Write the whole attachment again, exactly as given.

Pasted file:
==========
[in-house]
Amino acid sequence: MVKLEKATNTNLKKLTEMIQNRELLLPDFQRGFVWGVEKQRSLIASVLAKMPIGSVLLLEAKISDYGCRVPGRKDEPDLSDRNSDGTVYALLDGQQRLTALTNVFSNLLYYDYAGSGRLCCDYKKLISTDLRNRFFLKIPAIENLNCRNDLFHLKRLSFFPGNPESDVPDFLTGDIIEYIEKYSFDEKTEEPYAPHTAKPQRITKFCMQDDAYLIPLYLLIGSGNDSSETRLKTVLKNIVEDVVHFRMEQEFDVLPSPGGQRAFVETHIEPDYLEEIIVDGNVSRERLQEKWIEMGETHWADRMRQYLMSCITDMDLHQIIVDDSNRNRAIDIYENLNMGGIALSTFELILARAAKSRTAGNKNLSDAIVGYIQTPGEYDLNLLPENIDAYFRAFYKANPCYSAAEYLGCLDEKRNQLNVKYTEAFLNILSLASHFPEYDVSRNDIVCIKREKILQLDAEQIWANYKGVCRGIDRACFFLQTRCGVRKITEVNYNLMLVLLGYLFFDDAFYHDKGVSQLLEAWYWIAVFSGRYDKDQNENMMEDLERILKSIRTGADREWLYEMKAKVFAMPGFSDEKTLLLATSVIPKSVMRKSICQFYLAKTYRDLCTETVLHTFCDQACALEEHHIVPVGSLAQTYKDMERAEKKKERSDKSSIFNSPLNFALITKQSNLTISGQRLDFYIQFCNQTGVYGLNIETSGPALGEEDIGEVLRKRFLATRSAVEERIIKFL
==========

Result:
[in-house]
Amino acid sequence: MVKLEKATNTNLKKLTEMIQNRELLLPDFQRGFVWGVEKQRSLIASVLAKMPIGSVLLLEAKISDYGCRVPGRKDEPDLSDRNSDGTVYALLDGQQRLTALTNVFSNLLYYDYAGSGRLCCDYKKLISTDLRNRFFLKIPAIENLNCRNDLFHLKRLSFFPGNPESDVPDFLTGDIIEYIEKYSFDEKTEEPYAPHTAKPQRITKFCMQDDAYLIPLYLLIGSGNDSSETRLKTVLKNIVEDVVHFRMEQEFDVLPSPGGQRAFVETHIEPDYLEEIIVDGNVSRERLQEKWIEMGETHWADRMRQYLMSCITDMDLHQIIVDDSNRNRAIDIYENLNMGGIALSTFELILARAAKSRTAGNKNLSDAIVGYIQTPGEYDLNLLPENIDAYFRAFYKANPCYSAAEYLGCLDEKRNQLNVKYTEAFLNILSLASHFPEYDVSRNDIVCIKREKILQLDAEQIWANYKGVCRGIDRACFFLQTRCGVRKITEVNYNLMLVLLGYLFFDDAFYHDKGVSQLLEAWYWIAVFSGRYDKDQNENMMEDLERILKSIRTGADREWLYEMKAKVFAMPGFSDEKTLLLATSVIPKSVMRKSICQFYLAKTYRDLCTETVLHTFCDQACALEEHHIVPVGSLAQTYKDMERAEKKKERSDKSSIFNSPLNFALITKQSNLTISGQRLDFYIQFCNQTGVYGLNIETSGPALGEEDIGEVLRKRFLATRSAVEERIIKFL